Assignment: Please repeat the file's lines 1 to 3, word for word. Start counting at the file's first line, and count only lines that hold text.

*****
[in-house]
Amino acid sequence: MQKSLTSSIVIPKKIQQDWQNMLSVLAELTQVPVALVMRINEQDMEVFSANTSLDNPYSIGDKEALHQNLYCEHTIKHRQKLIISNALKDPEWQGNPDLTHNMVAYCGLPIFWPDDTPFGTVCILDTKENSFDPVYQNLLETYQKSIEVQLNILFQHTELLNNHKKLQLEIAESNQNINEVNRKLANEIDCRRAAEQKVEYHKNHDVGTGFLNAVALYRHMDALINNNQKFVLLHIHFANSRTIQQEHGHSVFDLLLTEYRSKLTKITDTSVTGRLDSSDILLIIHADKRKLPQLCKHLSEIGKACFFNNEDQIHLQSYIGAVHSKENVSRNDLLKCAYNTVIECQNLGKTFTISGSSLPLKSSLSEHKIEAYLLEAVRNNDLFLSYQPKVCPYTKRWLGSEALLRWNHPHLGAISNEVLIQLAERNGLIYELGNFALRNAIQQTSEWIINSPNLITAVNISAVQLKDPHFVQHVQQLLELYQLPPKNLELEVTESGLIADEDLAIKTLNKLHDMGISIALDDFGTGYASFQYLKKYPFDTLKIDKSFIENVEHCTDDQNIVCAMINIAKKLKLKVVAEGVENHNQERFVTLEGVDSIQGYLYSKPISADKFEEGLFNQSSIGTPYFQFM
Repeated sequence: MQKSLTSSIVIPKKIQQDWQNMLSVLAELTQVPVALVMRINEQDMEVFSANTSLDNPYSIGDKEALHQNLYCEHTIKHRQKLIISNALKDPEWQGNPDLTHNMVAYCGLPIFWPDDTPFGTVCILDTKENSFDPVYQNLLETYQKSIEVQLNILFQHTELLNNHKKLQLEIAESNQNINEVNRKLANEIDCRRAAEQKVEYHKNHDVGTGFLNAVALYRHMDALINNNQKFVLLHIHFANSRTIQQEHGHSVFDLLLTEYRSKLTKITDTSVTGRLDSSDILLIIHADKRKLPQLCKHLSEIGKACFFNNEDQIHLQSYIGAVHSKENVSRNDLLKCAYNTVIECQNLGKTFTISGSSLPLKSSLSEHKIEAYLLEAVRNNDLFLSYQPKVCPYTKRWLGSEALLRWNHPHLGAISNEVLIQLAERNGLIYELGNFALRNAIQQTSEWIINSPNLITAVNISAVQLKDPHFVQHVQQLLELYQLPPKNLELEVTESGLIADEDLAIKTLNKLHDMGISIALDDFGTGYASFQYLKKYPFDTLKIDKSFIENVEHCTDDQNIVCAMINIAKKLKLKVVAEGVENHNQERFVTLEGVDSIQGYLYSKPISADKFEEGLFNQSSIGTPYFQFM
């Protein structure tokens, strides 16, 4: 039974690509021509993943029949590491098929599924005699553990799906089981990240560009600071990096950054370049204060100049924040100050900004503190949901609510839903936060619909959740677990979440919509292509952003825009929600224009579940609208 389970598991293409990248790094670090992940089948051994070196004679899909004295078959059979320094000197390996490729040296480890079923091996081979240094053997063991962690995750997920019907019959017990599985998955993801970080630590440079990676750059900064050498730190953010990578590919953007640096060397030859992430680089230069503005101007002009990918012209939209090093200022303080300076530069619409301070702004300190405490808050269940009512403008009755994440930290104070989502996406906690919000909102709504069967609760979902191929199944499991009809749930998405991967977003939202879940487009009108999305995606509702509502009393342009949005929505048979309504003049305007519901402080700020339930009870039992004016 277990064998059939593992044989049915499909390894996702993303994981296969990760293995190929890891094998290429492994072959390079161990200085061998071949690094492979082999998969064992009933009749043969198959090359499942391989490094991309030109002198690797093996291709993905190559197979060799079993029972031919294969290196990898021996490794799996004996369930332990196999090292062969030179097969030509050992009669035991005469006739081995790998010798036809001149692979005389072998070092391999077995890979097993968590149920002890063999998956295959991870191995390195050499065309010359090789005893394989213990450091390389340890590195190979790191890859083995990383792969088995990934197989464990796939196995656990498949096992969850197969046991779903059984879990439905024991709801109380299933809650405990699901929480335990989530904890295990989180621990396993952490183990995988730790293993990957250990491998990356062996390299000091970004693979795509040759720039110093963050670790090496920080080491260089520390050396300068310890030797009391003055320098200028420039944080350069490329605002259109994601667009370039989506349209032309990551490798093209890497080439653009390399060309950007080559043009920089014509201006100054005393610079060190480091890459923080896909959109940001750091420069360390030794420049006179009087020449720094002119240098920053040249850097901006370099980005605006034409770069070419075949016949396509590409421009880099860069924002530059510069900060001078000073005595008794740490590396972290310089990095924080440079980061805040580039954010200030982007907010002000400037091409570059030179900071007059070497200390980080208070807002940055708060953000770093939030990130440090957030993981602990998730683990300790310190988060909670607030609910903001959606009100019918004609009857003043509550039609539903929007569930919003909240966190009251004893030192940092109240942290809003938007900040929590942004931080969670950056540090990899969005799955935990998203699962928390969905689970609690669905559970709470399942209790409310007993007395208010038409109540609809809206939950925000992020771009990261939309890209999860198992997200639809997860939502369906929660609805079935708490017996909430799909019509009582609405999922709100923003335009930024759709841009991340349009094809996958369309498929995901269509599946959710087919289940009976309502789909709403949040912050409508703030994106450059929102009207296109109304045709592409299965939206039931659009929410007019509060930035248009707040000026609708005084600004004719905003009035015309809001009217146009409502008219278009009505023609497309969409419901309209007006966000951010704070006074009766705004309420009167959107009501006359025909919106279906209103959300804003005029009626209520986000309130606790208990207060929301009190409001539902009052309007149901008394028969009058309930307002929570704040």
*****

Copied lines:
[in-house]
Amino acid sequence: MQKSLTSSIVIPKKIQQDWQNMLSVLAELTQVPVALVMRINEQDMEVFSANTSLDNPYSIGDKEALHQNLYCEHTIKHRQKLIISNALKDPEWQGNPDLTHNMVAYCGLPIFWPDDTPFGTVCILDTKENSFDPVYQNLLETYQKSIEVQLNILFQHTELLNNHKKLQLEIAESNQNINEVNRKLANEIDCRRAAEQKVEYHKNHDVGTGFLNAVALYRHMDALINNNQKFVLLHIHFANSRTIQQEHGHSVFDLLLTEYRSKLTKITDTSVTGRLDSSDILLIIHADKRKLPQLCKHLSEIGKACFFNNEDQIHLQSYIGAVHSKENVSRNDLLKCAYNTVIECQNLGKTFTISGSSLPLKSSLSEHKIEAYLLEAVRNNDLFLSYQPKVCPYTKRWLGSEALLRWNHPHLGAISNEVLIQLAERNGLIYELGNFALRNAIQQTSEWIINSPNLITAVNISAVQLKDPHFVQHVQQLLELYQLPPKNLELEVTESGLIADEDLAIKTLNKLHDMGISIALDDFGTGYASFQYLKKYPFDTLKIDKSFIENVEHCTDDQNIVCAMINIAKKLKLKVVAEGVENHNQERFVTLEGVDSIQGYLYSKPISADKFEEGLFNQSSIGTPYFQFM
Repeated sequence: MQKSLTSSIVIPKKIQQDWQNMLSVLAELTQVPVALVMRINEQDMEVFSANTSLDNPYSIGDKEALHQNLYCEHTIKHRQKLIISNALKDPEWQGNPDLTHNMVAYCGLPIFWPDDTPFGTVCILDTKENSFDPVYQNLLETYQKSIEVQLNILFQHTELLNNHKKLQLEIAESNQNINEVNRKLANEIDCRRAAEQKVEYHKNHDVGTGFLNAVALYRHMDALINNNQKFVLLHIHFANSRTIQQEHGHSVFDLLLTEYRSKLTKITDTSVTGRLDSSDILLIIHADKRKLPQLCKHLSEIGKACFFNNEDQIHLQSYIGAVHSKENVSRNDLLKCAYNTVIECQNLGKTFTISGSSLPLKSSLSEHKIEAYLLEAVRNNDLFLSYQPKVCPYTKRWLGSEALLRWNHPHLGAISNEVLIQLAERNGLIYELGNFALRNAIQQTSEWIINSPNLITAVNISAVQLKDPHFVQHVQQLLELYQLPPKNLELEVTESGLIADEDLAIKTLNKLHDMGISIALDDFGTGYASFQYLKKYPFDTLKIDKSFIENVEHCTDDQNIVCAMINIAKKLKLKVVAEGVENHNQERFVTLEGVDSIQGYLYSKPISADKFEEGLFNQSSIGTPYFQFM